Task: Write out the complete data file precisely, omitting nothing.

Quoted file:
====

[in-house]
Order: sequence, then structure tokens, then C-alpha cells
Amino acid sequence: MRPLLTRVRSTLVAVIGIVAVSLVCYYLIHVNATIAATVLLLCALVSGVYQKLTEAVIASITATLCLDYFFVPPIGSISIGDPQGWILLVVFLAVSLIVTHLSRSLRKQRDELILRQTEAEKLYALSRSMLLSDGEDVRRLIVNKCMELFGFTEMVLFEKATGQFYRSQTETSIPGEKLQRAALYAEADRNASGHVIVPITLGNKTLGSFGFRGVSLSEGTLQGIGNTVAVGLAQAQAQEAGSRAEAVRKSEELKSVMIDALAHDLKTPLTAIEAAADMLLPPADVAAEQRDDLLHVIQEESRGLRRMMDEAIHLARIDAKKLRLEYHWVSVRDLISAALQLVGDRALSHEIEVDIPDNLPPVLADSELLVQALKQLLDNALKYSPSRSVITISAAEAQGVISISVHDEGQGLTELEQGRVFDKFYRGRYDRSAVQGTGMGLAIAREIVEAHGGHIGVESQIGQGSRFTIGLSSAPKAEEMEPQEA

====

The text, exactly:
[in-house]
Order: sequence, then structure tokens, then C-alpha cells
Amino acid sequence: MRPLLTRVRSTLVAVIGIVAVSLVCYYLIHVNATIAATVLLLCALVSGVYQKLTEAVIASITATLCLDYFFVPPIGSISIGDPQGWILLVVFLAVSLIVTHLSRSLRKQRDELILRQTEAEKLYALSRSMLLSDGEDVRRLIVNKCMELFGFTEMVLFEKATGQFYRSQTETSIPGEKLQRAALYAEADRNASGHVIVPITLGNKTLGSFGFRGVSLSEGTLQGIGNTVAVGLAQAQAQEAGSRAEAVRKSEELKSVMIDALAHDLKTPLTAIEAAADMLLPPADVAAEQRDDLLHVIQEESRGLRRMMDEAIHLARIDAKKLRLEYHWVSVRDLISAALQLVGDRALSHEIEVDIPDNLPPVLADSELLVQALKQLLDNALKYSPSRSVITISAAEAQGVISISVHDEGQGLTELEQGRVFDKFYRGRYDRSAVQGTGMGLAIAREIVEAHGGHIGVESQIGQGSRFTIGLSSAPKAEEMEPQEA